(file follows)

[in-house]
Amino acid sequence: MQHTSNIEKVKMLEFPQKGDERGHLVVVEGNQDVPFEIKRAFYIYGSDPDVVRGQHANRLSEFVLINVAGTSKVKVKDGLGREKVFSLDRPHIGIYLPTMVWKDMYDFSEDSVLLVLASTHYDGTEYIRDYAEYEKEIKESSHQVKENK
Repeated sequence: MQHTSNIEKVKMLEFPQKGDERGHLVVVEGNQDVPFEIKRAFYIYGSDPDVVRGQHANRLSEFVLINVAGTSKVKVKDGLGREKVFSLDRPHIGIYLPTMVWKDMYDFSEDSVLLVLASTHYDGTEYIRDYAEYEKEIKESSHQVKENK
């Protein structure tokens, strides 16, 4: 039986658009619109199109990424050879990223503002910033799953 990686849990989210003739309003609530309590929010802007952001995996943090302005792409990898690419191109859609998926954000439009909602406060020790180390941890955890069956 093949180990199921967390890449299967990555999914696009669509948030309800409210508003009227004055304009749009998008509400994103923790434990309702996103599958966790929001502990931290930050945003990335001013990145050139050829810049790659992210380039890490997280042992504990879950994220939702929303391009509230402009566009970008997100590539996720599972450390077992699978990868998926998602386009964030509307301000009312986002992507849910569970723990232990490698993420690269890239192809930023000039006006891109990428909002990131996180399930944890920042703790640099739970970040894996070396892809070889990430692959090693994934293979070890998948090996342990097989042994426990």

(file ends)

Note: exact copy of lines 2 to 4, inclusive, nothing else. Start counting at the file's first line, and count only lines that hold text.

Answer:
Amino acid sequence: MQHTSNIEKVKMLEFPQKGDERGHLVVVEGNQDVPFEIKRAFYIYGSDPDVVRGQHANRLSEFVLINVAGTSKVKVKDGLGREKVFSLDRPHIGIYLPTMVWKDMYDFSEDSVLLVLASTHYDGTEYIRDYAEYEKEIKESSHQVKENK
Repeated sequence: MQHTSNIEKVKMLEFPQKGDERGHLVVVEGNQDVPFEIKRAFYIYGSDPDVVRGQHANRLSEFVLINVAGTSKVKVKDGLGREKVFSLDRPHIGIYLPTMVWKDMYDFSEDSVLLVLASTHYDGTEYIRDYAEYEKEIKESSHQVKENK
């Protein structure tokens, strides 16, 4: 039986658009619109199109990424050879990223503002910033799953 990686849990989210003739309003609530309590929010802007952001995996943090302005792409990898690419191109859609998926954000439009909602406060020790180390941890955890069956 093949180990199921967390890449299967990555999914696009669509948030309800409210508003009227004055304009749009998008509400994103923790434990309702996103599958966790929001502990931290930050945003990335001013990145050139050829810049790659992210380039890490997280042992504990879950994220939702929303391009509230402009566009970008997100590539996720599972450390077992699978990868998926998602386009964030509307301000009312986002992507849910569970723990232990490698993420690269890239192809930023000039006006891109990428909002990131996180399930944890920042703790640099739970970040894996070396892809070889990430692959090693994934293979070890998948090996342990097989042994426990």